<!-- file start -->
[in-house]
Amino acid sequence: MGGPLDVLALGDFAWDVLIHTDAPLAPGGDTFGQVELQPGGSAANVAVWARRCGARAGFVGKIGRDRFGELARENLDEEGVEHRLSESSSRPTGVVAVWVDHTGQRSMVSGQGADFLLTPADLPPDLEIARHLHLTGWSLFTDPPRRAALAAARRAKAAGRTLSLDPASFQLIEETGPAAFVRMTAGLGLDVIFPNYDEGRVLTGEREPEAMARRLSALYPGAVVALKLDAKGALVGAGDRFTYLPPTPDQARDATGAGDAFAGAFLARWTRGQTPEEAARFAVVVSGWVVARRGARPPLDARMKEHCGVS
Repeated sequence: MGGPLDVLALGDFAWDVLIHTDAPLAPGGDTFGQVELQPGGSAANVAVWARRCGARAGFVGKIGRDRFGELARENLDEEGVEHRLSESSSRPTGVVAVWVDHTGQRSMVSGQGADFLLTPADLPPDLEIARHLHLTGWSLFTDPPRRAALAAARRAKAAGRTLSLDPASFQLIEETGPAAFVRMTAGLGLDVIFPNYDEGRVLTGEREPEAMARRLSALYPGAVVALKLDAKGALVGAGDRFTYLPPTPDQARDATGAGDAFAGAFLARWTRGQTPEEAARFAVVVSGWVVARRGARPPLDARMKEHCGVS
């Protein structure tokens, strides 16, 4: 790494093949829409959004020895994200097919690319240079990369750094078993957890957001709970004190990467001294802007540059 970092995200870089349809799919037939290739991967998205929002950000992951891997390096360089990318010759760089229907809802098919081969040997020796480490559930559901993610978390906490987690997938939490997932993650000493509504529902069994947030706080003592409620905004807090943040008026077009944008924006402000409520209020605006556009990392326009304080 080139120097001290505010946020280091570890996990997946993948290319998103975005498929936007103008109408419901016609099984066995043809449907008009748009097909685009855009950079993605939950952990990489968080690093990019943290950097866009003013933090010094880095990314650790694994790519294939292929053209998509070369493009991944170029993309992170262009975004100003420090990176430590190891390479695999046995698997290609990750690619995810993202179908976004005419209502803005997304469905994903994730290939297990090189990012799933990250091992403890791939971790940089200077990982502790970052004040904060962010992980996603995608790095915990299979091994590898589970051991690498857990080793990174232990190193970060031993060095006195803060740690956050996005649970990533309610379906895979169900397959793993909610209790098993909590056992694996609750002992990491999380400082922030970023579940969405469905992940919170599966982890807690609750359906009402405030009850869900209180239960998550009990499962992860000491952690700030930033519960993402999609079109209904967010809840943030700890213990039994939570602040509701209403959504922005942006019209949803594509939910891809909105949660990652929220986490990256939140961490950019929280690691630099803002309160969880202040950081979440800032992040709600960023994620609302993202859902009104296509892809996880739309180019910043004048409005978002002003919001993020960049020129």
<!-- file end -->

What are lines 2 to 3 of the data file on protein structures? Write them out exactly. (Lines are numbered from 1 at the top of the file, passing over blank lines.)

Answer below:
Amino acid sequence: MGGPLDVLALGDFAWDVLIHTDAPLAPGGDTFGQVELQPGGSAANVAVWARRCGARAGFVGKIGRDRFGELARENLDEEGVEHRLSESSSRPTGVVAVWVDHTGQRSMVSGQGADFLLTPADLPPDLEIARHLHLTGWSLFTDPPRRAALAAARRAKAAGRTLSLDPASFQLIEETGPAAFVRMTAGLGLDVIFPNYDEGRVLTGEREPEAMARRLSALYPGAVVALKLDAKGALVGAGDRFTYLPPTPDQARDATGAGDAFAGAFLARWTRGQTPEEAARFAVVVSGWVVARRGARPPLDARMKEHCGVS
Repeated sequence: MGGPLDVLALGDFAWDVLIHTDAPLAPGGDTFGQVELQPGGSAANVAVWARRCGARAGFVGKIGRDRFGELARENLDEEGVEHRLSESSSRPTGVVAVWVDHTGQRSMVSGQGADFLLTPADLPPDLEIARHLHLTGWSLFTDPPRRAALAAARRAKAAGRTLSLDPASFQLIEETGPAAFVRMTAGLGLDVIFPNYDEGRVLTGEREPEAMARRLSALYPGAVVALKLDAKGALVGAGDRFTYLPPTPDQARDATGAGDAFAGAFLARWTRGQTPEEAARFAVVVSGWVVARRGARPPLDARMKEHCGVS